By Sabrina Rodriguez
By Michael E. Miller
By Carlos Suarez De Jesus
By Luther Campbell
By Kyle Munzenrieder
By Sabrina Rodriguez
By Trevor Bach
By Kyle Munzenrieder
Additionally, I was disfavored because I dared to challenge Odio's placement of unqualified personnel on my staff (which he did with support from union representative Charlie Cox). The so-called investigations orchestrated by Odio and Cox were not initiated to substantiate that I had poor work habits but were motivated by their determination to get rid of a person they could not manipulate. In fact, contrary to the information contained in Mr. Powell's article, the undisputed evidence and sworn testimony presented at my appeal hearing before the Civil Service Board disclosed that the quality of the investigation was so poor that the investigators did not actually see me on most of the days in question and that they intentionally misrepresented my activities while I was under surveillance.
For example, on one of the days the police investigator reported that I was home and not at work, I was with Police Chief Donald Warshaw and attorney Joseph Serota (whose firm continues to represent the city against me), along with hundreds of other people at the Community Relations Board Summit at the Radisson Hotel. On another day, at the time the union investigator claimed I was running personal errands, I was actually with Odio at a city commission meeting, where it was being acknowledged that my program was receiving almost one million dollars.
The city and the union have chosen not only to ignore the truth about my termination, they are perpetuating the dishonorable tradition of rewarding or ignoring incompetence and dishonesty.
Ivey Kearson, Jr.
Robert Andrew Powell replies: In December 1995, after the union investigation was released, Kearson told New Times that he did not dispute its findings.
Myths: Tell the Kids We Care
I read with great interest "Myths Over Miami" (June 5) by Lynda Edwards. Reading about the stories these homeless children use to battle the frustrating despair they must deal with on a daily basis was quite eye-opening. In addition to bringing to life the faces, hopes, and fears of these young children, Ms. Edwards's article also conveyed the fact that, as time passes and they grow a bit older, the hope that someone will help slowly fades and the reality of the world in which they live sets in.
As a result of Ms. Edwards's article, the Zonta Club of Greater Miami, part of Zonta International, is already making plans to collect donations of school supplies and back-to-school clothing for the children, as well as other needed items, and is working on ways to implement some ongoing service projects for them.
I would like to commend Ms. Edwards and New Times for a story that was very meaningful and a refreshing change of pace from the scandalous stories of wrongdoing that are so abundant in Miami these days. Thanks for giving us the opportunity to let the children know that someone does care.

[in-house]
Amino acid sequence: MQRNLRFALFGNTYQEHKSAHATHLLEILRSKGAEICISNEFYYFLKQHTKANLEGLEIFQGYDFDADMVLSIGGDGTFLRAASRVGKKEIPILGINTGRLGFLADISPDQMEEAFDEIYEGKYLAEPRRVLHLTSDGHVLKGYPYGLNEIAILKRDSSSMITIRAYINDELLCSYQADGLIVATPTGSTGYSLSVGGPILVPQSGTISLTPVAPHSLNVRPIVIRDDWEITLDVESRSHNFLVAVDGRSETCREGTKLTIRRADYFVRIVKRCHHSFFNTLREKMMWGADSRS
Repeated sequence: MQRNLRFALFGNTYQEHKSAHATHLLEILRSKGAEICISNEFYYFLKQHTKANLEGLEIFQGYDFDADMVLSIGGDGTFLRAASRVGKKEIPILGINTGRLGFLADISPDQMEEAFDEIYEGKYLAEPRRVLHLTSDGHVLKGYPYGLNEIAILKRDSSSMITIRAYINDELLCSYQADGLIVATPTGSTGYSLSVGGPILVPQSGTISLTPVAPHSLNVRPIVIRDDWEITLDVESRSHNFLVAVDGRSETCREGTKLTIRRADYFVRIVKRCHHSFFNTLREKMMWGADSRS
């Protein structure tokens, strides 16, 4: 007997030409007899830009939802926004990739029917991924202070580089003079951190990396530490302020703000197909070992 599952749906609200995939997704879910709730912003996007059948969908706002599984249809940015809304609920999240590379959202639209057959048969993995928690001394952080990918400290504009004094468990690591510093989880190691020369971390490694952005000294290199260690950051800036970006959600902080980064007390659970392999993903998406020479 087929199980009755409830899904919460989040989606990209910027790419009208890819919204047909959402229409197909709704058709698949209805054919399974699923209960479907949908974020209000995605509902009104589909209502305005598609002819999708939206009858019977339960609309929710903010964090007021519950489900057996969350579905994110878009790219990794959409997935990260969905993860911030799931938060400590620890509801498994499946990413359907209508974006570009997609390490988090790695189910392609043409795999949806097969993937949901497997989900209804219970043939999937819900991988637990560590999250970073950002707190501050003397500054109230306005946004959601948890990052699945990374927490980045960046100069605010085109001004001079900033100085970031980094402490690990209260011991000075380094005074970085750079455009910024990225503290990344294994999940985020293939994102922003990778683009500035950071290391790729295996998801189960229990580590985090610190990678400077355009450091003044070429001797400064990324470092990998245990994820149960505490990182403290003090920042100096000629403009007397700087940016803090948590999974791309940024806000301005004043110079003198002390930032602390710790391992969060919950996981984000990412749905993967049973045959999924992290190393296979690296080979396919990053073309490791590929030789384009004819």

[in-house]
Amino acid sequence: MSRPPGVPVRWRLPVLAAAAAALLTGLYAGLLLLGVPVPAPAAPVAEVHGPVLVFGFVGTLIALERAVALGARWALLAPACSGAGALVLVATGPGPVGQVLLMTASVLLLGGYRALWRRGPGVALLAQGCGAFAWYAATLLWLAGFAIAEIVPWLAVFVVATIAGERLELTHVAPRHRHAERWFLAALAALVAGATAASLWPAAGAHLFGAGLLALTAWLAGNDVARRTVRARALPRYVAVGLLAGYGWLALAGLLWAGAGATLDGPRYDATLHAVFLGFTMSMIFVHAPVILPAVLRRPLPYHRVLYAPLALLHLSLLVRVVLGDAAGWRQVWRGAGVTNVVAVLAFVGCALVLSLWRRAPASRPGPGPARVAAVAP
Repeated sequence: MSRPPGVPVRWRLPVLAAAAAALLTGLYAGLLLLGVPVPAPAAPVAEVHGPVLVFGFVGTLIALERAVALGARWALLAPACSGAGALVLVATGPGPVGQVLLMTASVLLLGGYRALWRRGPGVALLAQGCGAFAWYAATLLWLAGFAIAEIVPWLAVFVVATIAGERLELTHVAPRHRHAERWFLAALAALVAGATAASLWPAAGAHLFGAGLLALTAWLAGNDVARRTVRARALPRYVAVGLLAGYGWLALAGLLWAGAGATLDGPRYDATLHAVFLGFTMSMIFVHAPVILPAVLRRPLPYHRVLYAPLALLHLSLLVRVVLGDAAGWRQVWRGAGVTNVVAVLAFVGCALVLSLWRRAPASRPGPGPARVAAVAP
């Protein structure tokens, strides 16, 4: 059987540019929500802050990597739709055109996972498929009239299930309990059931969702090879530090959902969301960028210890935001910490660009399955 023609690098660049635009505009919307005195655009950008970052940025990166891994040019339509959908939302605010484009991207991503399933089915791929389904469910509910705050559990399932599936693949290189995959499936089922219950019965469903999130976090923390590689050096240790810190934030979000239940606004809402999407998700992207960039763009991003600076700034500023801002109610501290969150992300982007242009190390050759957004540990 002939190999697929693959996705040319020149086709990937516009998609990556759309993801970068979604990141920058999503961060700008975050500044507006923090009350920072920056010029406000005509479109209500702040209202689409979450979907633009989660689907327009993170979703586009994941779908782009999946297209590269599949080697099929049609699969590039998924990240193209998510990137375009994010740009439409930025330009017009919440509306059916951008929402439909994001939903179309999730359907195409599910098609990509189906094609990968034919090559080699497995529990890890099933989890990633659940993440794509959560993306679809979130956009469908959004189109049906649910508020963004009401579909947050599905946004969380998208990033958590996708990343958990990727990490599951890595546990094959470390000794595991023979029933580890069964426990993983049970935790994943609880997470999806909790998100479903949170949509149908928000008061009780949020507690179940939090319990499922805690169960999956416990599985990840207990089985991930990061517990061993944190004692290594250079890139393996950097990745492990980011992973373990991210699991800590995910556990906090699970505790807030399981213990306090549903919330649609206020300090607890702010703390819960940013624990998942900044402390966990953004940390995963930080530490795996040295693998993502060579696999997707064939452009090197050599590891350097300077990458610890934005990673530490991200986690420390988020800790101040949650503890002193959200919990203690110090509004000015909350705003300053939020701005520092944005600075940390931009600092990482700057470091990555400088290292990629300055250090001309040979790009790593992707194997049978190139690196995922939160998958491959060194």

Rosa Naccarato, vice president
Zonta Club of Greater Miami
Myths: Edwards an Angel
I congratulate New Times for publishing Lynda Edwards's excellent "Myths Over Miami." In recounting the children's fantasies, Ms. Edwards managed to convey both the horrifying reality of their destitution and their innocent faith in some ultimate, saving power that will come to lift them out of their involuntary poverty.
Ms. Edwards's article made me realize that I too believe in those children's fantasies. I believe that their poverty and the dangers that accompany it are the result of the evil power and influence capitalist greed wields over society. I believe that a struggle between the better angels of our nature and the demons of private property and profit -- the Furies of private interests -- is being waged while they sleep in those measly, grudging shelters provided for them by those who mistakenly believe that "the poor will always be among us."
I hold great hope for those children because they know (in that innocent way only children can know) that there really are angels out there fighting to save their lives. Lynda Edwards just may be one of them.
Portofino's Minister of Propoganda?
Despite John Dellagloria's wisecrack about the publication of an accurate article ("Letters," June 5), Ted B. Kissell's journalistic career is secure. Kissell obviously bent over backward to be objective about the just-passed Save Miami Beach charter amendment ("The Hale-Bopp Amendment," May 29).
Dellagloria's letter did not reveal that he was one of the primary authors of the convoluted, land-raping giveaway called the Portofino Agreement. Popularly known on South Beach as "Portofino's Minister of Propaganda," Dellagloria is now safely ensconced in North Miami. And now his work is in shambles, justly trashed by Miami Beach voters.
North Miami voters need to start asking their elected officials why him?
Richard H. Rosichan
Best Evidence of Intelligent Life on the Mainland
It's good to see a Miami DJ like Alex Gutierrez finally being recognized by your readers (Best Club DJ, Readers' Poll, "Best of Miami," May 15). This guy has grown up with us here in Miami and was making us dance long before South Beach became hip. This proves that we, the readers, know that talent exists outside of South Beach.